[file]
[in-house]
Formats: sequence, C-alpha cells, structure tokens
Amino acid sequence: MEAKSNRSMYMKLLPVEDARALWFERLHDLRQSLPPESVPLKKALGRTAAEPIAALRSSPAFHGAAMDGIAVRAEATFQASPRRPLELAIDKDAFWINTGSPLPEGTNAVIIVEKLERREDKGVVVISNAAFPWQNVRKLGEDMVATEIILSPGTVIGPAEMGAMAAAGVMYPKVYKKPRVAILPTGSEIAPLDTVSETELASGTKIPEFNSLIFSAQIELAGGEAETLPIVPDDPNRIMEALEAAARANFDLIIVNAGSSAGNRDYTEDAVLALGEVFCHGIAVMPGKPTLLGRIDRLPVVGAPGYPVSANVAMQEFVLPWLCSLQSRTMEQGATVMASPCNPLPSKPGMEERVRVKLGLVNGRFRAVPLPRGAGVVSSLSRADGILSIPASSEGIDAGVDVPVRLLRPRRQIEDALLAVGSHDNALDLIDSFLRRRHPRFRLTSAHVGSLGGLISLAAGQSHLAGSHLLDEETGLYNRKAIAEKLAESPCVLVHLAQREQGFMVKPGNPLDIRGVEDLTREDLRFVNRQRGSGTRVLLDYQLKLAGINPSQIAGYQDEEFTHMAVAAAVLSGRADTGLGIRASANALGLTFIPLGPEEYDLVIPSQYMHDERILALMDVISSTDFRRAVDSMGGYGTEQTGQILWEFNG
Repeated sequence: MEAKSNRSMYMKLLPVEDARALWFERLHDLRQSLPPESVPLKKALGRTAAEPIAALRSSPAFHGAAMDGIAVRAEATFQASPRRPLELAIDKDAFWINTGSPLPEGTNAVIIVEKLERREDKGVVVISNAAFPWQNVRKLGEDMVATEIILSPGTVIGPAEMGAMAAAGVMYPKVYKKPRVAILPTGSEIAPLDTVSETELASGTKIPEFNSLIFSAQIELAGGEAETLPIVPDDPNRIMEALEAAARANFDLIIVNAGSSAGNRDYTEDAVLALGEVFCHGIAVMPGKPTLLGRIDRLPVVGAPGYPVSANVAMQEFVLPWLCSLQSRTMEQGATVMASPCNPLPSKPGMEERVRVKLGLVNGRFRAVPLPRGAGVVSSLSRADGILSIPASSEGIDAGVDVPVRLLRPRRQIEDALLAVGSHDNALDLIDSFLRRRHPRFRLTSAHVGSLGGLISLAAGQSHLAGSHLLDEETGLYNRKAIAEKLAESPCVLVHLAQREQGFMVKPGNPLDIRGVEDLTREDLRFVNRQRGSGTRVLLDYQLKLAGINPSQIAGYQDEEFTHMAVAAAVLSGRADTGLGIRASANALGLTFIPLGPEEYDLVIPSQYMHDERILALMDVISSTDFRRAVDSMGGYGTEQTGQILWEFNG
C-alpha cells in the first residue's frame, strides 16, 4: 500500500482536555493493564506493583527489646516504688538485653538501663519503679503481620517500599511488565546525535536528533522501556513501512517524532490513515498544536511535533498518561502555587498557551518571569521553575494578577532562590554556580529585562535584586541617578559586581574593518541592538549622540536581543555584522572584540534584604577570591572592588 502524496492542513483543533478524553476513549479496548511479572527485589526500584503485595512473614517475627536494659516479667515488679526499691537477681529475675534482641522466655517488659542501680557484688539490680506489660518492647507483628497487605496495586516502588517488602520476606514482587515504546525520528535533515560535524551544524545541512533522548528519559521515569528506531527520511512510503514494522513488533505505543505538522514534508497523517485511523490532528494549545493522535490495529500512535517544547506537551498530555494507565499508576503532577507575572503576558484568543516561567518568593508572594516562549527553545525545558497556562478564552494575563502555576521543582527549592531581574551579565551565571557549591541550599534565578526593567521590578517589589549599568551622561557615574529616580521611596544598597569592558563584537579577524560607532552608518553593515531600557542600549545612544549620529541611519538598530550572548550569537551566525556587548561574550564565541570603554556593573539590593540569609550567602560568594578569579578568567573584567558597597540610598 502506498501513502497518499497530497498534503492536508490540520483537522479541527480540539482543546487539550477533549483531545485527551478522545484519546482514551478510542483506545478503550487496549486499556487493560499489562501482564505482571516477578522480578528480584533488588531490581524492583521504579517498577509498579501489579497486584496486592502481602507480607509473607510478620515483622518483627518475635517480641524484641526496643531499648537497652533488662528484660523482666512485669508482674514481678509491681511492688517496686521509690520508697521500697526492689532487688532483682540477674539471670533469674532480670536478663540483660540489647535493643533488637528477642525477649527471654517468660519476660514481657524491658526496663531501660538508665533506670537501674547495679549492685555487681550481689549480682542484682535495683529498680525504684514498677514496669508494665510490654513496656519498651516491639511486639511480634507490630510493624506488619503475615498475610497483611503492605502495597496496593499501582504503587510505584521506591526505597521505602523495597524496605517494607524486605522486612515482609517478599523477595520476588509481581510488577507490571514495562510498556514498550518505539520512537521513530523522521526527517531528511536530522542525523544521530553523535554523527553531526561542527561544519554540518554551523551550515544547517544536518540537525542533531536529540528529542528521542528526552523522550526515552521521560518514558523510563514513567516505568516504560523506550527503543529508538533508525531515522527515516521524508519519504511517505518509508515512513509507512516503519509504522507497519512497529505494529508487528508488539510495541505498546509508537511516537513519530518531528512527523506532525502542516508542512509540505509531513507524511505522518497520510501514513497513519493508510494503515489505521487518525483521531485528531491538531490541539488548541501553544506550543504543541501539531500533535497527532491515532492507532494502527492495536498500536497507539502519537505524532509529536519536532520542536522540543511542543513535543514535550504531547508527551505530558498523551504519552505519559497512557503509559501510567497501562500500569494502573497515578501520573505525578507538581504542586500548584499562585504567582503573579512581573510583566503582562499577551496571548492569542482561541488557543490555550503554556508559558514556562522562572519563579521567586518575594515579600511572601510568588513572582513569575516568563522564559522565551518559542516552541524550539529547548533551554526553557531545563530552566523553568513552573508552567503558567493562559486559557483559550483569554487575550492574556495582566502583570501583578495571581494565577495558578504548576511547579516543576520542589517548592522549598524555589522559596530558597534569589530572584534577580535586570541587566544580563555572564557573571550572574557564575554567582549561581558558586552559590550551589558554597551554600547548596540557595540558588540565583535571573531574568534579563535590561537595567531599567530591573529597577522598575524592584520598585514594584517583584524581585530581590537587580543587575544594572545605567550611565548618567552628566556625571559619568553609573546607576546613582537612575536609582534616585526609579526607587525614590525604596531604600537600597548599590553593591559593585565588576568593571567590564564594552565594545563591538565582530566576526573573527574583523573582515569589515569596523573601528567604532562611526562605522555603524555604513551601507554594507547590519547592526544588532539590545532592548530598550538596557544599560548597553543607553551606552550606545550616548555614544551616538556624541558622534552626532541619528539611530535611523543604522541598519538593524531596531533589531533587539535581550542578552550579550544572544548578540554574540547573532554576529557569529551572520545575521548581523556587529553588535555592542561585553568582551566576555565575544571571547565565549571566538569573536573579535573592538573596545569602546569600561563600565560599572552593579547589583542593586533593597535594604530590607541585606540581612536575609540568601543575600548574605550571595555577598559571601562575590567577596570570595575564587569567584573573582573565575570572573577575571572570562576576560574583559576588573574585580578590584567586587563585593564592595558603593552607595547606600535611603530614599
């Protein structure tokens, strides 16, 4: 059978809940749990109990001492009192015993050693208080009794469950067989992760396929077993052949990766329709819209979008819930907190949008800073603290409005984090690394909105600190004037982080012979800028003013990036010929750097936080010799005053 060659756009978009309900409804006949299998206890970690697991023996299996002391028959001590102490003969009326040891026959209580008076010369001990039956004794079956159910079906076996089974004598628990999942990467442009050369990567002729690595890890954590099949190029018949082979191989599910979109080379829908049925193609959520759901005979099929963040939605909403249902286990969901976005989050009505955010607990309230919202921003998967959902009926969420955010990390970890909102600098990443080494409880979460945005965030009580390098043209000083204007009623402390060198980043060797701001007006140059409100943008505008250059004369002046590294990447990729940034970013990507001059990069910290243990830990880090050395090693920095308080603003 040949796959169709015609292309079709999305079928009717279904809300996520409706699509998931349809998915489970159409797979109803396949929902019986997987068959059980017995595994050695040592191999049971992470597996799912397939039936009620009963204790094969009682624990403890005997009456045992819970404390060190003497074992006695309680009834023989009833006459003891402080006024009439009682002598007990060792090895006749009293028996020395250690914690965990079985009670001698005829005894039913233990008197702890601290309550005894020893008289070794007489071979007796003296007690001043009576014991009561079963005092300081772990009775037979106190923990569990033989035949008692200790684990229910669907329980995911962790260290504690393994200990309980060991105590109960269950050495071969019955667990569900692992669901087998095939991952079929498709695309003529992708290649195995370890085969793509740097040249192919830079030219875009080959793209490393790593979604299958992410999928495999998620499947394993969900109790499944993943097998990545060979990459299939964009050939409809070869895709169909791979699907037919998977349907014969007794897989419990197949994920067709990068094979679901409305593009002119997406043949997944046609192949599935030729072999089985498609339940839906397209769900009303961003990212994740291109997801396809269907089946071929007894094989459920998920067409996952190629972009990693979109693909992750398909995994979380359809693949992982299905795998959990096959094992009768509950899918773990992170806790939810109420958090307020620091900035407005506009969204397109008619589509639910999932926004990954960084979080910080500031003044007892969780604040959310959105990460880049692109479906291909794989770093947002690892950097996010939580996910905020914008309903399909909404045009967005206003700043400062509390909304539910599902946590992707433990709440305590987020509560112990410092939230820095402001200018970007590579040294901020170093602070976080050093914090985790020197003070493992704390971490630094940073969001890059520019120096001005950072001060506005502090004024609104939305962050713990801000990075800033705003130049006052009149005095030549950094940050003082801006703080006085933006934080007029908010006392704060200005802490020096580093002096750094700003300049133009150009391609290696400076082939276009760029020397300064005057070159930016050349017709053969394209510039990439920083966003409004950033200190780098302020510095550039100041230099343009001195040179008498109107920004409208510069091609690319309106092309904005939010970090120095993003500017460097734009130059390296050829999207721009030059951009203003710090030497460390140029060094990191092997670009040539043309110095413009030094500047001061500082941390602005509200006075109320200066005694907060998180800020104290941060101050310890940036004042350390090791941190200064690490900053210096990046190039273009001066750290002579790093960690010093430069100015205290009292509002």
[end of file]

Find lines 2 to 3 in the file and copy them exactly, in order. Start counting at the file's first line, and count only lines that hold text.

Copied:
Formats: sequence, C-alpha cells, structure tokens
Amino acid sequence: MEAKSNRSMYMKLLPVEDARALWFERLHDLRQSLPPESVPLKKALGRTAAEPIAALRSSPAFHGAAMDGIAVRAEATFQASPRRPLELAIDKDAFWINTGSPLPEGTNAVIIVEKLERREDKGVVVISNAAFPWQNVRKLGEDMVATEIILSPGTVIGPAEMGAMAAAGVMYPKVYKKPRVAILPTGSEIAPLDTVSETELASGTKIPEFNSLIFSAQIELAGGEAETLPIVPDDPNRIMEALEAAARANFDLIIVNAGSSAGNRDYTEDAVLALGEVFCHGIAVMPGKPTLLGRIDRLPVVGAPGYPVSANVAMQEFVLPWLCSLQSRTMEQGATVMASPCNPLPSKPGMEERVRVKLGLVNGRFRAVPLPRGAGVVSSLSRADGILSIPASSEGIDAGVDVPVRLLRPRRQIEDALLAVGSHDNALDLIDSFLRRRHPRFRLTSAHVGSLGGLISLAAGQSHLAGSHLLDEETGLYNRKAIAEKLAESPCVLVHLAQREQGFMVKPGNPLDIRGVEDLTREDLRFVNRQRGSGTRVLLDYQLKLAGINPSQIAGYQDEEFTHMAVAAAVLSGRADTGLGIRASANALGLTFIPLGPEEYDLVIPSQYMHDERILALMDVISSTDFRRAVDSMGGYGTEQTGQILWEFNG